Finally, Dr. Sandra Schneider, is currently the Associate Executive Director for Policy Practice and Academic Affairs at the American College of Emergency Physicians. She’s also Professor of Emergency Medicine at Hofstra University in New York.

Thank you all for joining me here at - this morning. Let’s begin with the first question. What’s the current state of the opioid crisis in the United States and what are the implications for emergency medicine? Maybe I’ll start with you Dr. D’Onofrio.

[ 00:02:41 ] DR. GAIL D’ONOFRIO, MD
Well, the current state is that we’re in a major crisis and as you have previously denoted that there are many patients that present with overdose and particularly overdose deaths. The rate of overdoses have increased 30% in the last year as reported by the CDC. And these patients come to us as well as people seeking treatment and for any other types of complications of opioid use disorder. So, it’s really important that we’re able to step up to the plate, recognize them and treat them.

[ 00:03:19 ] DR. HAL PAZ
Thank you.

[ 00:03:20 ] DR. WILSON M. COMPTON, MD
When we think about the opioid crisis it’s important to keep in mind that this is an evolving issue. Opioids are a broad class of substances. They include the legal substances, the prescription opioid medications and that was the hallmark of this epidemic from its early days in the 1990’s to about 2010. But, starting in about the late early 2000’s, up until the current day, heroine started increasing in - in its importance in terms of the overdose deaths. And then in the last two years we’ve seen illegal, illicit Fentanyl coming from clandestine factories overseas and then shipped directly to the U.S. 00:03:55 And because of its potency the number of deaths associated with Fentanyl have just skyrocketed in the last couple of years. So, that that’s the number one opioid killer in the U.S. right now.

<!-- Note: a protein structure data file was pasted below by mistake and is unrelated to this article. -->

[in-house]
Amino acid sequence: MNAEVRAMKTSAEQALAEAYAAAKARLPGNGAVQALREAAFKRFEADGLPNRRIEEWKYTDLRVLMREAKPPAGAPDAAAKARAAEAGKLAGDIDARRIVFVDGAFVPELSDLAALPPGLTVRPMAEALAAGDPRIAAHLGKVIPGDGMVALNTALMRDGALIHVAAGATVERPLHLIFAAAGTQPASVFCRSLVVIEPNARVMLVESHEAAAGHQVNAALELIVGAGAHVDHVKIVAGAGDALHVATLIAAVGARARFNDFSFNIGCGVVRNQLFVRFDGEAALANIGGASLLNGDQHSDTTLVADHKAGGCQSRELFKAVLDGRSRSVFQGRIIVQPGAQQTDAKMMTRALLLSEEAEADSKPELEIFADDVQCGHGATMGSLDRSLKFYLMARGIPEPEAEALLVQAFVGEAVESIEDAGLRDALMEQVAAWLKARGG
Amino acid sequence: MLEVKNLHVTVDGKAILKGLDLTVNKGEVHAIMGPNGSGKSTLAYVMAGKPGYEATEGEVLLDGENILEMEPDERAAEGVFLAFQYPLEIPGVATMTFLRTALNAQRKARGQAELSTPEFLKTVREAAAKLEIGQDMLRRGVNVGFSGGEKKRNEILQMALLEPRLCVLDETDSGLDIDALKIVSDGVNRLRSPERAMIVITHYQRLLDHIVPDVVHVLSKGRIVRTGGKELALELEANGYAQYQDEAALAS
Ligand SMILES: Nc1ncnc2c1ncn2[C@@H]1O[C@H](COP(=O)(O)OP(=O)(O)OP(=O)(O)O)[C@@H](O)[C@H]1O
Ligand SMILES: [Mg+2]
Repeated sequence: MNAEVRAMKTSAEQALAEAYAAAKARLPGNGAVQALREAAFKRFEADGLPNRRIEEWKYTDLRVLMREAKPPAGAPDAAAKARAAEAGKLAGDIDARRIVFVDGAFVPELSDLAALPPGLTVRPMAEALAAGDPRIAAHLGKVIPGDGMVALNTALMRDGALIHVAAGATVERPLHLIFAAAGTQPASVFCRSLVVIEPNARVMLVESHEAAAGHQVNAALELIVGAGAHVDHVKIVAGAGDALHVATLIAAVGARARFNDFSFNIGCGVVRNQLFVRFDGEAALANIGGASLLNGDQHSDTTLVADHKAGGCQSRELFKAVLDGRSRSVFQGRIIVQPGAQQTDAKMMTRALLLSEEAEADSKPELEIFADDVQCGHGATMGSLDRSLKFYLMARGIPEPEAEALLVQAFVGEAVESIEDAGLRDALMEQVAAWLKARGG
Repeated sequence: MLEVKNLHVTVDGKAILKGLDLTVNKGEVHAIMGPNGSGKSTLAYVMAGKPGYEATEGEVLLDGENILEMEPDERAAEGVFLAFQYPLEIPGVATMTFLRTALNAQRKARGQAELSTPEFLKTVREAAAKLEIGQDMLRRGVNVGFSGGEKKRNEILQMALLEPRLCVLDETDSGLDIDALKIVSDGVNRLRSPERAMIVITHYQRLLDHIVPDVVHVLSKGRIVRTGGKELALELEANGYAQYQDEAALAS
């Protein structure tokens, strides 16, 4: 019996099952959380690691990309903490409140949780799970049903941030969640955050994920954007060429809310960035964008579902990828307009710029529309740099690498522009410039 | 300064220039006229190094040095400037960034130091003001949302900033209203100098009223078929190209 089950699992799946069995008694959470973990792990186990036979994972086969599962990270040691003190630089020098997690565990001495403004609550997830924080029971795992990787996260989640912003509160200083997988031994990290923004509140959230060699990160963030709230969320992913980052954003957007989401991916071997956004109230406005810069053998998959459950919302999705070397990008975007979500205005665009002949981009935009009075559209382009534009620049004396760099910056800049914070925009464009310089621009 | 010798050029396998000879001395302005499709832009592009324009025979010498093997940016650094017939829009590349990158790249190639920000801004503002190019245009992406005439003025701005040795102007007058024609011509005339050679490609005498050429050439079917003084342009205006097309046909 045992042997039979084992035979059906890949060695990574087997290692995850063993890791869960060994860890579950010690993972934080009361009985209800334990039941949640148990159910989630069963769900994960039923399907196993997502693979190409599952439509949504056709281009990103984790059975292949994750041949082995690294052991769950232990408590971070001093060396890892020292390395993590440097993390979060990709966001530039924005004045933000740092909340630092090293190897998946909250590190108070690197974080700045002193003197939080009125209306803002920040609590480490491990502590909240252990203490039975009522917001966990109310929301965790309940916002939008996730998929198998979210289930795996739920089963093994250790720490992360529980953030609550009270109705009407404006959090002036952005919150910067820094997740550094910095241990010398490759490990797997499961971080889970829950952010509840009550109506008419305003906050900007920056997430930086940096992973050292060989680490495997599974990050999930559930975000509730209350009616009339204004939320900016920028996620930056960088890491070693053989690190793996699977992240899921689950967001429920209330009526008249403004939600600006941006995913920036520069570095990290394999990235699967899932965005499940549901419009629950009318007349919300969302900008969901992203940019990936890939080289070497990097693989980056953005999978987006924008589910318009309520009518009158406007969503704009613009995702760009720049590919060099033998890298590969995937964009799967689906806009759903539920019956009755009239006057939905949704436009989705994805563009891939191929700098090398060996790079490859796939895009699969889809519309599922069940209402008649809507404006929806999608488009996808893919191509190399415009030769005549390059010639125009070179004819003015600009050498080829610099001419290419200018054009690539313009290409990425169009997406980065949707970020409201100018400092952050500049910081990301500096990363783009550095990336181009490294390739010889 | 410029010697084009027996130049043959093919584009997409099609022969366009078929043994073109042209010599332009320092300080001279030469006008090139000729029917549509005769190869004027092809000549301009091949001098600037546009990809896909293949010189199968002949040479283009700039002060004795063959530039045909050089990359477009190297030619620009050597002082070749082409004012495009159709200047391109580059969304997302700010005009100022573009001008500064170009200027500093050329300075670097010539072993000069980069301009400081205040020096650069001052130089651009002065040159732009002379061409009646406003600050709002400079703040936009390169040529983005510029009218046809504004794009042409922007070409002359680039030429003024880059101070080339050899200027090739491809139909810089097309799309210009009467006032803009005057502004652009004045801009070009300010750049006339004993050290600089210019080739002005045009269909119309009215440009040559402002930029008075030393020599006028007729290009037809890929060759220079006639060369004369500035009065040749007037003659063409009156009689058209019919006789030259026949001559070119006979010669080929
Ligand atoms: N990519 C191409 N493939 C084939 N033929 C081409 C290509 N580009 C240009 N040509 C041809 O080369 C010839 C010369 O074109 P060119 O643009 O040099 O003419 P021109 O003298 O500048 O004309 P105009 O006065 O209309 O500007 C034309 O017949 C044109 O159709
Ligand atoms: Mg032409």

[ 00:04:06 ] DR. HAL PAZ
Why is the emergency department a good place to engage patients with Opioid Use Disorder in conversations regarding treatment, Dr. Pantalon?

[ 00:04:14 ] DR. MICHAEL V. PANTALON, PH.D
Well, as a psychologist I - I like to meet patients where they are in terms of their motivational readiness to change, but in terms of reality, where they present, that’s the ED. And so we need to treat them right where they present. So, that’s from my perspective why that’s critical.

[ 00:04:30 ] DR. WILSON M. COMPTON, MD